; Cwyn's Death By Tea: October 2017 ;

The Very Limited T-Shirt for Cwyn's Tea Fund

Wednesday, October 18, 2017

New Suits and Old Shous: Sessions with the Longrun Company

At last summer’s World Tea Expo in Las Vegas, I had the opportunity to meet with representatives from Longrun Tea Group based in Yunnan, China. They had a booth set up on the Expo floor, and served shou puerh tea. This booth was not very crowded compared to many other booths, and watching people walk on by I surmised that puerh is still a rather confusing tea for many people, and I suppose typical US restaurants are not necessarily looking for shou puerh. I had the booth to myself which is mighty fine for someone like me.

Longrun Campus
source longruntea.com
Longrun is one of the largest puerh factories in China, and the only large factory with shares traded on the Hong Kong Stock Exchange. (see here for English website) The impressive company campus resembles some of the technology campuses we have in the US. In addition, Longrun funds the Yunnan Tea Research Institute, and Tea College at Yunnan Agricultural University, a think tank, and laboratory. These facilities produce many scientific journal papers flooding the research market over the past few years, many with a "pharmaceutical" bent. I have noticed that our National Institute of Health journal archives contain a huge number of papers from the Yunnan Tea Institute. These papers have some critical issues worth discussing in scientific and academic settings. However, this goes beyond my blog and my blood pressure. Younger people looking for research topics and literature review opportunities will hopefully deal with these. A thorough grounding in statistical methods of analysis at the doctoral level is required.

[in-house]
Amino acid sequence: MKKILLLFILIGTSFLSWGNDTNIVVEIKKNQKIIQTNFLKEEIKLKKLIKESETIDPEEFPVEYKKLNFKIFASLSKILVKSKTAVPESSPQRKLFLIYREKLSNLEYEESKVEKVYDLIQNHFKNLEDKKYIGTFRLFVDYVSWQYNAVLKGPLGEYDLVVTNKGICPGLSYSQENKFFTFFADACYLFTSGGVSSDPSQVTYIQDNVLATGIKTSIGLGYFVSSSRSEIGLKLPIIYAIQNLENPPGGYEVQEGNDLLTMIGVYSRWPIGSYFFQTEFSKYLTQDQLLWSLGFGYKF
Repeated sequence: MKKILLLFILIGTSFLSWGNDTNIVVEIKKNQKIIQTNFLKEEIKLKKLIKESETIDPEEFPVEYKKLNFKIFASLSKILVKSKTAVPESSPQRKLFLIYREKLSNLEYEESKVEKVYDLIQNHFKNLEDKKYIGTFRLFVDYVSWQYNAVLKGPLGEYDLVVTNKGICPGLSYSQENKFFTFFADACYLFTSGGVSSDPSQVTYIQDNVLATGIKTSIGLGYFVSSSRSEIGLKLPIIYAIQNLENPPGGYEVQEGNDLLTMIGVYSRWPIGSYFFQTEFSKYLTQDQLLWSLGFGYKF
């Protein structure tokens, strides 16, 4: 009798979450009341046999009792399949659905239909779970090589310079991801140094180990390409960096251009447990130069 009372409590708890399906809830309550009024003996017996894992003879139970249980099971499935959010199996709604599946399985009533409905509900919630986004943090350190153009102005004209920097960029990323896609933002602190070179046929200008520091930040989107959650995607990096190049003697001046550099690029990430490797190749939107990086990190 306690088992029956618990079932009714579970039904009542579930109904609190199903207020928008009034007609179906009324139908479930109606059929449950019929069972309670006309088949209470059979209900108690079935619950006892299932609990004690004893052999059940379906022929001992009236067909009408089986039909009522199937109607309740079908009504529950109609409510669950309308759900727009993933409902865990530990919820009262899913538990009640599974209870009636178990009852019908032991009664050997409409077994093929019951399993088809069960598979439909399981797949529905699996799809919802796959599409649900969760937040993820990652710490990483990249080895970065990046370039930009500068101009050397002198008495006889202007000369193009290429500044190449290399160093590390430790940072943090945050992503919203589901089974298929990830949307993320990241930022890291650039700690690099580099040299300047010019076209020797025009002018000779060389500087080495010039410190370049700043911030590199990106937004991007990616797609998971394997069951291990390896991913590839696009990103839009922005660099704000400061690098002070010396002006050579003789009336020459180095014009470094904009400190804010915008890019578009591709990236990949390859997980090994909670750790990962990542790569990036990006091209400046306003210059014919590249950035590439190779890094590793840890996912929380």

Suffice to say, Longrun is at the heart and hub of the major puerh industry in China. The company produces well over 200 products a year, according to their website. Shou puerh is a particular specialty and the company boasts modern stainless steel production and no fewer than 86 quality checks performed on their shou puerh teas. If you want clean shou, this is where you go to find it. Longrun reports their tea is one of the popular gift teas and ceremonial teas at the national level served to visiting foreign guests. To me this is indeed wonderful, that puerh tea which is a traditional craft product is proudly served and homage is paid to it at the national level. Government dollars invested in research is “walking the talk” of the importance of tea as an industry and culture in China.